Wortham returns to the question of self-responsible action as qualitatively different from activism and just as legitimate a choice:
If you tie your own personal destiny, the vocation of your life, to public events, then you ultimately end up burning yourself out in activism — or you get out of the picture altogether, you commit suicide, or you go and it in a corner somewhere and suck your thumb. So you have to reach a point at which you can say, “I am rational enough, I understand enough of life, and of myself as an individual human being, to know that I am limited in what I can do, and I am limited in what I know. My number one obligation is to fulfill my life’s purpose. I cannot save the world. Even if I wanted to, I can’t.” This is a very realistic statement, not a statement of defeat, or retreat. It is a reorientation.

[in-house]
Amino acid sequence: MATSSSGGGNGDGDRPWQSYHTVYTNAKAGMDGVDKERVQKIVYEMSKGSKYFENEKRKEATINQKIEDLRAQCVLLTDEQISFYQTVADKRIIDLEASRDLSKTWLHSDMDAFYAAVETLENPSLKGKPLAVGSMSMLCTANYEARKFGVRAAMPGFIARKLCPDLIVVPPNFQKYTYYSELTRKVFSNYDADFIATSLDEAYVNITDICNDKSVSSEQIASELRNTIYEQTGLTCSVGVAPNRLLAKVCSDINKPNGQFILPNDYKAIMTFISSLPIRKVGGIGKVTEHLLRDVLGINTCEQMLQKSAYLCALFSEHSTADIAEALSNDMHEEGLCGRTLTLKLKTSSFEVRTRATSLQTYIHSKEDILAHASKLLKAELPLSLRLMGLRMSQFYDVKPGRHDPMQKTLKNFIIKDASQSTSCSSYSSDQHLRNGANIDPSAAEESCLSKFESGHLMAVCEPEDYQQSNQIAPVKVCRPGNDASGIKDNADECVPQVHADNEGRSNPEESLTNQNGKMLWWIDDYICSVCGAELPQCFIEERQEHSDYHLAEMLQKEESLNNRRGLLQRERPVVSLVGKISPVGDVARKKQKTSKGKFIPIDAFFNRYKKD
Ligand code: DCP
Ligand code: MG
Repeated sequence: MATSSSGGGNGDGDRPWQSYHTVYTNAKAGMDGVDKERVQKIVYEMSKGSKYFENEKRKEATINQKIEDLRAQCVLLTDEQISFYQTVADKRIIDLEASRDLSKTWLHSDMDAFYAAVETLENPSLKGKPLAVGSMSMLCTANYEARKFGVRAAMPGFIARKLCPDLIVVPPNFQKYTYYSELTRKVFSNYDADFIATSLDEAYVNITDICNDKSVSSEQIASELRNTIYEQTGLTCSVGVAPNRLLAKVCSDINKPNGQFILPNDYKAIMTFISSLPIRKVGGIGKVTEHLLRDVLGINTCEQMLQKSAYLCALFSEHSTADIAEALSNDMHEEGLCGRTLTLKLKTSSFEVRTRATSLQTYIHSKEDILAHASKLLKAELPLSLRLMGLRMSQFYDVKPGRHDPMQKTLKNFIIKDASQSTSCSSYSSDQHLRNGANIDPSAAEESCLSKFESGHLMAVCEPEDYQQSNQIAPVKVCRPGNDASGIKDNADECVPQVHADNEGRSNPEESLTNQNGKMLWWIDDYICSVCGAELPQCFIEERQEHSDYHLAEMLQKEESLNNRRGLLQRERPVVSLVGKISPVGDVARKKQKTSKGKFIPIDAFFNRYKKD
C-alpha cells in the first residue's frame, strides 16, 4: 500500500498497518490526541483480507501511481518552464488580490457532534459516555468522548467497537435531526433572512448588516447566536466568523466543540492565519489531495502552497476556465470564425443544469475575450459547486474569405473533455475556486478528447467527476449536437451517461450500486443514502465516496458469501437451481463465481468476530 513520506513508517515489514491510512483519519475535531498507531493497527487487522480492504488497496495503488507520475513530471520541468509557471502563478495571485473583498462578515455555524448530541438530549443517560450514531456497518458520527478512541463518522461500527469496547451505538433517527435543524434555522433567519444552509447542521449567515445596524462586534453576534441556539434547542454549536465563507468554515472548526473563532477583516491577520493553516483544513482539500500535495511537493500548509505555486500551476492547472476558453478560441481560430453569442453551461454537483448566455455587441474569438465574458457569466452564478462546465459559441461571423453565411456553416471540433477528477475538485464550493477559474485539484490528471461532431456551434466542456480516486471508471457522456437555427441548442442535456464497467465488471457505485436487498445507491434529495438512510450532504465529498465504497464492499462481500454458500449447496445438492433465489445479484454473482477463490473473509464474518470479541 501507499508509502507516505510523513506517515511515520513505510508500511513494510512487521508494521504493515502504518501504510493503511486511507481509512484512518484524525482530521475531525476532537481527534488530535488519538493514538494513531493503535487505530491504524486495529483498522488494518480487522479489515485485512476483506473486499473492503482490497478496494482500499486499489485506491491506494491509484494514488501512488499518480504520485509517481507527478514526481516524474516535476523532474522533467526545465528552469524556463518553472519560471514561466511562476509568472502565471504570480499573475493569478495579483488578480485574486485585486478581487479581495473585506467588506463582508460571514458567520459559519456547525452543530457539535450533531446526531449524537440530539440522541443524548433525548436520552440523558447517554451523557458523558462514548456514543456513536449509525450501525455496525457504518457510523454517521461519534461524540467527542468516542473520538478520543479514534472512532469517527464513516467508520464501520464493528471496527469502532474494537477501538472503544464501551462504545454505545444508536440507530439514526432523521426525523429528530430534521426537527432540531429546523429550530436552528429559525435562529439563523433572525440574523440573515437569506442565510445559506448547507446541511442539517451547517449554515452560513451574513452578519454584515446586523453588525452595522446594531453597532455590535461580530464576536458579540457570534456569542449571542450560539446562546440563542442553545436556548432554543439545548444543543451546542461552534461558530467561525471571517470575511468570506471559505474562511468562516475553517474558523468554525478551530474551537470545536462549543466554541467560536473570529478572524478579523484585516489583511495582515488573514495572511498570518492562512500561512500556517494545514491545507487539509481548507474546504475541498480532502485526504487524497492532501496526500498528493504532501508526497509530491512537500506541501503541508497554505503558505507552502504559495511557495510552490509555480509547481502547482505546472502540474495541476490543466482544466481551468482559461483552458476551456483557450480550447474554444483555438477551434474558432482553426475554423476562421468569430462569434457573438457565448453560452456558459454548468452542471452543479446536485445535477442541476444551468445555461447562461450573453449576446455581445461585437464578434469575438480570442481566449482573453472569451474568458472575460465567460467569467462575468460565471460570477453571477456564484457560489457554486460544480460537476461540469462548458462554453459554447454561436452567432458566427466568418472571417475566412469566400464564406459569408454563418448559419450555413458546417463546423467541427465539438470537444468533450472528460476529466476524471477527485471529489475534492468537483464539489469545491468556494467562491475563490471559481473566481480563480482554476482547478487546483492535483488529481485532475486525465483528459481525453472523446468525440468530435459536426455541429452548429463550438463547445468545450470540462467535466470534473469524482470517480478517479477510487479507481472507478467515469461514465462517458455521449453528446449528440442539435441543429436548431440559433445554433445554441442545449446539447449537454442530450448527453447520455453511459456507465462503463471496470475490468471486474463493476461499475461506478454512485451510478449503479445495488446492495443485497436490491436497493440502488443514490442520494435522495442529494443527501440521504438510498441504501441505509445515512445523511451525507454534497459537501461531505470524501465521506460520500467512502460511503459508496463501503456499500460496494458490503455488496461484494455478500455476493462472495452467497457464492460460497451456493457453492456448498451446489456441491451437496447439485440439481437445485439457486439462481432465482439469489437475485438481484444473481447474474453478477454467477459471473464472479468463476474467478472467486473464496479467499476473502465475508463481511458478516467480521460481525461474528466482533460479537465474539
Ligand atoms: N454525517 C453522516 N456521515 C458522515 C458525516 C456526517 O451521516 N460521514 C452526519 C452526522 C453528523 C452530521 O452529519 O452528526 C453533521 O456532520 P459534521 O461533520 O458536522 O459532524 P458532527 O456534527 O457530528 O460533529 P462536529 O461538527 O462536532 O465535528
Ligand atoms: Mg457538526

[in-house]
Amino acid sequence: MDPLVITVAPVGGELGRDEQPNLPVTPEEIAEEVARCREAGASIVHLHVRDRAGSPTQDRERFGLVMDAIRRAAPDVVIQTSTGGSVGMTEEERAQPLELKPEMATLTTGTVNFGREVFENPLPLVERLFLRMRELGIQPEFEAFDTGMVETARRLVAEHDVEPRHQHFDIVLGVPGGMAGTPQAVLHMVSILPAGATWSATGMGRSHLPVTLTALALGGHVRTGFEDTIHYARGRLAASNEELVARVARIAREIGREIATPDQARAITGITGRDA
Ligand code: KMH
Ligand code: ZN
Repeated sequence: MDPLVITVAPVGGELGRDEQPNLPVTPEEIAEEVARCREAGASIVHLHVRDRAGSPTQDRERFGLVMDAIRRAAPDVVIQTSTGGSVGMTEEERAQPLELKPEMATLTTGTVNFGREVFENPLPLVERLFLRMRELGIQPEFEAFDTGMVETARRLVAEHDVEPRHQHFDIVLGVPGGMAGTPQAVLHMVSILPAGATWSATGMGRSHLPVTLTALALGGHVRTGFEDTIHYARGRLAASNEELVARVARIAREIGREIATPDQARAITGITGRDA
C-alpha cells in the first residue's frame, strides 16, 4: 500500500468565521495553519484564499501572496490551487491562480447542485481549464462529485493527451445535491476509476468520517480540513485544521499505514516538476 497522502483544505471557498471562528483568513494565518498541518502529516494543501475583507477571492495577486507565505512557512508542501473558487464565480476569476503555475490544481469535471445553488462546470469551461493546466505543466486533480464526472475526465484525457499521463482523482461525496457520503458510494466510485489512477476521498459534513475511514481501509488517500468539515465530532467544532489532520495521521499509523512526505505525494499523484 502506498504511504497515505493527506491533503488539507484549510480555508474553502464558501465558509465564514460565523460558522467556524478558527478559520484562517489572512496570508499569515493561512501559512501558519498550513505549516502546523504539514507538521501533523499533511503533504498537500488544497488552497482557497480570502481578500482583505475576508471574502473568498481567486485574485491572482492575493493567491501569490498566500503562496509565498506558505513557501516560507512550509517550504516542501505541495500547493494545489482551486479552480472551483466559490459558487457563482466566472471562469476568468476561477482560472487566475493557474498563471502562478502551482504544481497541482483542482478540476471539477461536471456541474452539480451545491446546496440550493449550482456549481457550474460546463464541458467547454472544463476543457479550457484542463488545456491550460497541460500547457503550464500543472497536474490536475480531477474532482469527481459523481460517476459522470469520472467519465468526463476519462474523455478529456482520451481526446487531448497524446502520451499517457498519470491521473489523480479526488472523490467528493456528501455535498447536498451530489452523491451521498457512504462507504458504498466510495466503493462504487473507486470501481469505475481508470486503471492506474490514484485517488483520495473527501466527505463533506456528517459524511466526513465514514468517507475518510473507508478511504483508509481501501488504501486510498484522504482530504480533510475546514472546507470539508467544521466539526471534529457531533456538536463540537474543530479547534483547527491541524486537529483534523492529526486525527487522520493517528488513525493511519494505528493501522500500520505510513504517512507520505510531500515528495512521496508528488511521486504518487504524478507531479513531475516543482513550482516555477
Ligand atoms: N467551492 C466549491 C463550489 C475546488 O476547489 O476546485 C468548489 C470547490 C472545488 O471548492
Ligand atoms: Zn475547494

There is difficult, necessary truth in Wortham’s words — especially as we confront the helpless-making disconnect between even our most spirited efforts toward justice and the utterly dispiriting political outcomes tarnishing the world today. But indeed, only when we acknowledge our limits can we begin to create within them and in that constructive act to gradually push them from the inside out so that our scope of possibility may continue to grow.
Bill Moyers: A World of Ideas is a trove of wisdom in its totality. Complement this particular portion with Eleanor Roosevelt on our individual responsibility in social change and James Baldwin on freedom and how we imprison ourselves, then revisit Moyers’s stirring conversation with Maya Angelou about courage and facing evil.
Published February 2, 2017